Recent Court of Appeal and High Court judge judgements resolve themselves into two main categories:
(1) Those where the issue before the court on judicial review was the lawfulness of a LAA decision, or failure to decide:
• R (on the application of T) v Legal Aid Agency & ors  EWHC 960 (Admin), Collins J (26 April 2013) – LAA decision to limit expenditure on assessment quashed
• M v Director of Legal Aid Casework & Ors  EWHC 1354 (Admin), Coulson J (2 May 2014) – LAA decision on merits criteria unlawfully applied (case of information disclosure to CPS) remitted for reconsideration
• JG v Lord Chancellor and ors  EWCA Civ 656 (21 May 2014) – LAA decision not to fund expert’s fee declared unlawful
• Gudanaviciene v Director of Legal Aid Casework and the Lord Chancellor  EWHC 1840 (Admin) (13 June 2014), Collins J (decisions to refuse (in immigration cases) quashed
• R (ota The Public Law Project) v The Secretary of State for Justice, the Office of the Children’s Commissioner (intervener)  EWHC 2365 (Admin) (15 July 2014), Divisional Court consisting of Moses LJ, Collins, Jay JJ) – residence test in 2014 amendment Order illegal
(2) Those where judges have made comment on the non-availability of legal aid funding, but where their comments are obiter and not decisive of any issue before the court:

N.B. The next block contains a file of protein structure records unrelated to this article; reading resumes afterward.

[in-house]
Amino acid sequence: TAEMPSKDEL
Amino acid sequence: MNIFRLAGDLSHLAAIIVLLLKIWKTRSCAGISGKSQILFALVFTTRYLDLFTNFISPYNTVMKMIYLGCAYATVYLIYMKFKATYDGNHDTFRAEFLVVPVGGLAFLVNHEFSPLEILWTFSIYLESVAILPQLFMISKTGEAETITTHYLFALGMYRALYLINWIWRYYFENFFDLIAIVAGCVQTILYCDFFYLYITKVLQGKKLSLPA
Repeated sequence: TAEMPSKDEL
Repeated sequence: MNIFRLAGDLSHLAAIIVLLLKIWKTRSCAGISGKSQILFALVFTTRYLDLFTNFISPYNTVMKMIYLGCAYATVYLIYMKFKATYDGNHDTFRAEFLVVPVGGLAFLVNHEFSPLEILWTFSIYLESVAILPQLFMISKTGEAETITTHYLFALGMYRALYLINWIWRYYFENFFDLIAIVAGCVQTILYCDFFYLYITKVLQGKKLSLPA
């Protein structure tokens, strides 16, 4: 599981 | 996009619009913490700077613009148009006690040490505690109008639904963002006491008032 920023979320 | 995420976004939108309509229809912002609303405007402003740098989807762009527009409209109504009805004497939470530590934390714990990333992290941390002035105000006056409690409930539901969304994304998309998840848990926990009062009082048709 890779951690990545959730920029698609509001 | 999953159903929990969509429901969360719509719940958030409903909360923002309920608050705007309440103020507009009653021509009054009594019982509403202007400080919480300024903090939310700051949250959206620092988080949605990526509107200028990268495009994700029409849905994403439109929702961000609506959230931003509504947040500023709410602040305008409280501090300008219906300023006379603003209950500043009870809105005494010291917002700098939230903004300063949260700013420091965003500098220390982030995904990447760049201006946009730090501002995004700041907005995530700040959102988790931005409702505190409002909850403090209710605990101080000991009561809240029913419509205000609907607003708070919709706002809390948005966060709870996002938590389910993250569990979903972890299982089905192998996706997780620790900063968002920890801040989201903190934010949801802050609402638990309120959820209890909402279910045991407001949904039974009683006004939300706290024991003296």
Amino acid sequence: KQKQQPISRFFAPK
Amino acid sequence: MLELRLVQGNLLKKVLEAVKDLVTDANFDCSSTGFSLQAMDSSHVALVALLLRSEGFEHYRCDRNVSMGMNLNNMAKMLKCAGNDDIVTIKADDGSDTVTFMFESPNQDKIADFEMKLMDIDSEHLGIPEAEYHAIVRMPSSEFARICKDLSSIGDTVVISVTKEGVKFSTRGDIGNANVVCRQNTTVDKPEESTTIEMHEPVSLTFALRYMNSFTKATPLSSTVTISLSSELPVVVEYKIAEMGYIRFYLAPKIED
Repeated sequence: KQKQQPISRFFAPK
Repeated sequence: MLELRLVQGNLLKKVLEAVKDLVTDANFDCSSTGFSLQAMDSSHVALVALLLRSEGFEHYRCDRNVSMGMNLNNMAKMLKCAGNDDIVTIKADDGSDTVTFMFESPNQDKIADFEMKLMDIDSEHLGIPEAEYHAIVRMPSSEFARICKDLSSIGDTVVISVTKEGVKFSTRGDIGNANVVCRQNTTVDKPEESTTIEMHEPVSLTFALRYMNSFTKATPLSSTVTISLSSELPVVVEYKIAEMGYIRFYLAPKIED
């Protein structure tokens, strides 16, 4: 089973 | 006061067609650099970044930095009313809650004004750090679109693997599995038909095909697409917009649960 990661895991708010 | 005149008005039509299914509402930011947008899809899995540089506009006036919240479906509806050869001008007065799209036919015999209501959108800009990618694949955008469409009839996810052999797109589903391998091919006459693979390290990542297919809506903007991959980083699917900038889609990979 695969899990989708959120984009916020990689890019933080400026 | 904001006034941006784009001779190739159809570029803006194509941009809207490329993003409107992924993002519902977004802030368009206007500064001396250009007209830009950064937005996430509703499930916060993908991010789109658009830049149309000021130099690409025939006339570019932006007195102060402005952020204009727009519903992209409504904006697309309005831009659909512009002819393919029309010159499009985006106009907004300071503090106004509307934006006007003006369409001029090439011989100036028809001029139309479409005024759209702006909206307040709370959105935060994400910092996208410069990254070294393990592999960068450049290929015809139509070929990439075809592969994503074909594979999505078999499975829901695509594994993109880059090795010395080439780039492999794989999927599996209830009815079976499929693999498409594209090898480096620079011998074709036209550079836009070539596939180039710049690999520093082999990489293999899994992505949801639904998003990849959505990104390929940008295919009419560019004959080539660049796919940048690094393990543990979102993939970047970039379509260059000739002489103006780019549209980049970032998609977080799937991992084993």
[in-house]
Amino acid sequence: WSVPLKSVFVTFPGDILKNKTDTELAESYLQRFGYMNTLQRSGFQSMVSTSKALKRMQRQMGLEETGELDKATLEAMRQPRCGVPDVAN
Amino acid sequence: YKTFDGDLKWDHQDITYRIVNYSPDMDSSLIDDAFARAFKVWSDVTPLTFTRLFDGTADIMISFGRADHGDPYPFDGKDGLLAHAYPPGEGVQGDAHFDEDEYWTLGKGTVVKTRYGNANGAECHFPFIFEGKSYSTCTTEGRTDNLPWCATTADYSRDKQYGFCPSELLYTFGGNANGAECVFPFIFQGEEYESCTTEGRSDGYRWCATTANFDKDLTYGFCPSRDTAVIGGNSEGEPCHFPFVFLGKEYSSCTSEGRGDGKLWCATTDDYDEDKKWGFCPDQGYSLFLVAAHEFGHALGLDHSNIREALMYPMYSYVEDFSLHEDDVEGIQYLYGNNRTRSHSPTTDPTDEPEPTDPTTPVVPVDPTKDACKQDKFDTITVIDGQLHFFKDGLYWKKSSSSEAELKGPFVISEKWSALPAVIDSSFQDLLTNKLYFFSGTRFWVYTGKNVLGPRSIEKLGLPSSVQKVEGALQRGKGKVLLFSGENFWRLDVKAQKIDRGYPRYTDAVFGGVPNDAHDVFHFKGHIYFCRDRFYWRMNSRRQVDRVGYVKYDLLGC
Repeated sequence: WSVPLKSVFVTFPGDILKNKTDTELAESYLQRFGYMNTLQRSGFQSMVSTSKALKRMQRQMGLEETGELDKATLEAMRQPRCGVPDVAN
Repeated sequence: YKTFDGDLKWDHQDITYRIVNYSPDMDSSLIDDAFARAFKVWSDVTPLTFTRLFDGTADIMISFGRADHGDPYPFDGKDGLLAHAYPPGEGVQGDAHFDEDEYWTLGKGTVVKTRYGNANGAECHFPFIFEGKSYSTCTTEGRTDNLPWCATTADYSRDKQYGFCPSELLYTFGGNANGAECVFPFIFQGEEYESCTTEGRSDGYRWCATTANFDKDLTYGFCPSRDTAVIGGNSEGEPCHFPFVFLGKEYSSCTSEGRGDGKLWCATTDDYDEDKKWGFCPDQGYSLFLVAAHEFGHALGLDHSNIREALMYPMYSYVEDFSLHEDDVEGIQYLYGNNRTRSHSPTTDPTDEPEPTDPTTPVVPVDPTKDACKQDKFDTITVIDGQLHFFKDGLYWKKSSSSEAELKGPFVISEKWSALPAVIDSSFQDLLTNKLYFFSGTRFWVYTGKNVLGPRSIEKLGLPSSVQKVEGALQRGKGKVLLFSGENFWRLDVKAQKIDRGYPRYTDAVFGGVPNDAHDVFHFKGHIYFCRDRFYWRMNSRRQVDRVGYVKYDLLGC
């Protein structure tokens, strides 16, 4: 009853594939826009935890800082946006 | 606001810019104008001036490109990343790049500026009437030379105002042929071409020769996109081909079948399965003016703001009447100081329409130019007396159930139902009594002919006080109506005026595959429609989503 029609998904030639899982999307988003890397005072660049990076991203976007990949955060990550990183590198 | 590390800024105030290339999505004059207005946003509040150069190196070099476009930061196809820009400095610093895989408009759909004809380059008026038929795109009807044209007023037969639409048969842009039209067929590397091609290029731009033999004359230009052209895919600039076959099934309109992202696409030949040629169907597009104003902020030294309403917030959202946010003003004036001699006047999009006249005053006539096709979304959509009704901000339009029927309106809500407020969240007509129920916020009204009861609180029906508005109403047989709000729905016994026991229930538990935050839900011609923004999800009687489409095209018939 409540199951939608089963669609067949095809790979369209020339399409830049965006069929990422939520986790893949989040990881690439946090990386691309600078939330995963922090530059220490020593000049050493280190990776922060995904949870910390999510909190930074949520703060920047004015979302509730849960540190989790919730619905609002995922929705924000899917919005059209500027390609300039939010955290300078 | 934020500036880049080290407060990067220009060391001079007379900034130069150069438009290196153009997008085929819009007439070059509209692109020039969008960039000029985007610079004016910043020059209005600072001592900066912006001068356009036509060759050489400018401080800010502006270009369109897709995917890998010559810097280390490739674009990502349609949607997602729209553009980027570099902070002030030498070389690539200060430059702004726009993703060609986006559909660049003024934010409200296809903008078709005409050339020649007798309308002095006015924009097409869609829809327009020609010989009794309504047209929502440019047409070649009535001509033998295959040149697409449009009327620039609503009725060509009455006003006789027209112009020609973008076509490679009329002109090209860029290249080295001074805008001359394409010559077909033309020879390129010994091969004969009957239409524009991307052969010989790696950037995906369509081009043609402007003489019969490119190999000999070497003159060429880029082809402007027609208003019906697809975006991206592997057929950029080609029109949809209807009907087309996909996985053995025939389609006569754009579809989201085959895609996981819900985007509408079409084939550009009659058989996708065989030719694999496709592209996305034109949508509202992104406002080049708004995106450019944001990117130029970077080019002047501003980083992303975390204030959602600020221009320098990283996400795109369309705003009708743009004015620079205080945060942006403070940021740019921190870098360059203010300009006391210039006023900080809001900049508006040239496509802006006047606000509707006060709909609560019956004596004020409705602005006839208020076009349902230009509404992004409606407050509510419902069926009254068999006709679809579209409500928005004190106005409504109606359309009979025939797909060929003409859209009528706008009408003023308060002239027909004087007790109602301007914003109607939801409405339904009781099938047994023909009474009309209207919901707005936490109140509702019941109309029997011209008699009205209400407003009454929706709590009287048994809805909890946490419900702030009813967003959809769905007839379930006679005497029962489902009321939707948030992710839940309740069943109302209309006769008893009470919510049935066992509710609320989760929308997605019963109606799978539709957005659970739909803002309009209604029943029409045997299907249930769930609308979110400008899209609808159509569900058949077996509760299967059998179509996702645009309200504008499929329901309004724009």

• Re Jones (Alleged Contempt of Court)  EWHC 2579 (Fam), Sir James Munby P
• Kinderis v Kineriene  EWHC 4139 (Fam), Holman J
• Q v Q  EWFC 7, Sir James Munby P
• Re AB (A Child: Temporary Leave To Remove From Jurisdiction: Expert Evidence)  EWHC 2758 (Fam), HHJ Bellamy sitting as a High Court Judge
• Q v Q (No 2)  EWFC 31 (06 August 2014), Sir James Munby P
If the above are representative of the present position of the case law in relation to legal aid then the decisions made by the courts relate only (and this is probably all that they can do) to reversing LAA decisions, or otherwise sending back LAA decision-maker’s decisions to them for reconsideration. The exception to this is ota PLP, which is known to be under appeal.